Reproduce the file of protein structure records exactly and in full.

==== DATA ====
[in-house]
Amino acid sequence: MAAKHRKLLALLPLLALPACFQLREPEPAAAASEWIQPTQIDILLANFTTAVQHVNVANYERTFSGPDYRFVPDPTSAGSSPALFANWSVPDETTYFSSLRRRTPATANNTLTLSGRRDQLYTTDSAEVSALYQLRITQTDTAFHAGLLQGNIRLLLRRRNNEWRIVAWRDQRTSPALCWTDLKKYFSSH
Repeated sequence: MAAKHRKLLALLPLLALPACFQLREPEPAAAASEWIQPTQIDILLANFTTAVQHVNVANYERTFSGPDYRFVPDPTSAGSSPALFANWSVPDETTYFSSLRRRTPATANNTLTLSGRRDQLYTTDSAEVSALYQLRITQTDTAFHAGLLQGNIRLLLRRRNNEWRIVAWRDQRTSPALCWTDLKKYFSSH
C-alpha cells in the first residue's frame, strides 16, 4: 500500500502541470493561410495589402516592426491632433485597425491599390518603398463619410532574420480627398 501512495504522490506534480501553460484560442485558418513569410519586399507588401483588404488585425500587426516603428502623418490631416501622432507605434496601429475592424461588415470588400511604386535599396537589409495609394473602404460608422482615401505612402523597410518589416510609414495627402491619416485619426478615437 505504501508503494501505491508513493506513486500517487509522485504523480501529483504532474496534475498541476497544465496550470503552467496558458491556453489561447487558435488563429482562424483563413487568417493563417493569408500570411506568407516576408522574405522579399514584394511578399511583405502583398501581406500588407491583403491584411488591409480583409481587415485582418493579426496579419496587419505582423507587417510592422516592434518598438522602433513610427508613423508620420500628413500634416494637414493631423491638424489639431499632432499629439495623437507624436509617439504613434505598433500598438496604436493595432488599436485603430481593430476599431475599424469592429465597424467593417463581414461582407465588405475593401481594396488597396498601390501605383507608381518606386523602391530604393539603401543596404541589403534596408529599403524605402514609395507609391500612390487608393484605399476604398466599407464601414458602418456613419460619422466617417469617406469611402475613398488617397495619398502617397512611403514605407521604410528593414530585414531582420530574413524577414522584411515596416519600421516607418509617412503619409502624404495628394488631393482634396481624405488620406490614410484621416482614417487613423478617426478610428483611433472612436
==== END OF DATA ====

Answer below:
[in-house]
Amino acid sequence: MAAKHRKLLALLPLLALPACFQLREPEPAAAASEWIQPTQIDILLANFTTAVQHVNVANYERTFSGPDYRFVPDPTSAGSSPALFANWSVPDETTYFSSLRRRTPATANNTLTLSGRRDQLYTTDSAEVSALYQLRITQTDTAFHAGLLQGNIRLLLRRRNNEWRIVAWRDQRTSPALCWTDLKKYFSSH
Repeated sequence: MAAKHRKLLALLPLLALPACFQLREPEPAAAASEWIQPTQIDILLANFTTAVQHVNVANYERTFSGPDYRFVPDPTSAGSSPALFANWSVPDETTYFSSLRRRTPATANNTLTLSGRRDQLYTTDSAEVSALYQLRITQTDTAFHAGLLQGNIRLLLRRRNNEWRIVAWRDQRTSPALCWTDLKKYFSSH
C-alpha cells in the first residue's frame, strides 16, 4: 500500500502541470493561410495589402516592426491632433485597425491599390518603398463619410532574420480627398 501512495504522490506534480501553460484560442485558418513569410519586399507588401483588404488585425500587426516603428502623418490631416501622432507605434496601429475592424461588415470588400511604386535599396537589409495609394473602404460608422482615401505612402523597410518589416510609414495627402491619416485619426478615437 505504501508503494501505491508513493506513486500517487509522485504523480501529483504532474496534475498541476497544465496550470503552467496558458491556453489561447487558435488563429482562424483563413487568417493563417493569408500570411506568407516576408522574405522579399514584394511578399511583405502583398501581406500588407491583403491584411488591409480583409481587415485582418493579426496579419496587419505582423507587417510592422516592434518598438522602433513610427508613423508620420500628413500634416494637414493631423491638424489639431499632432499629439495623437507624436509617439504613434505598433500598438496604436493595432488599436485603430481593430476599431475599424469592429465597424467593417463581414461582407465588405475593401481594396488597396498601390501605383507608381518606386523602391530604393539603401543596404541589403534596408529599403524605402514609395507609391500612390487608393484605399476604398466599407464601414458602418456613419460619422466617417469617406469611402475613398488617397495619398502617397512611403514605407521604410528593414530585414531582420530574413524577414522584411515596416519600421516607418509617412503619409502624404495628394488631393482634396481624405488620406490614410484621416482614417487613423478617426478610428483611433472612436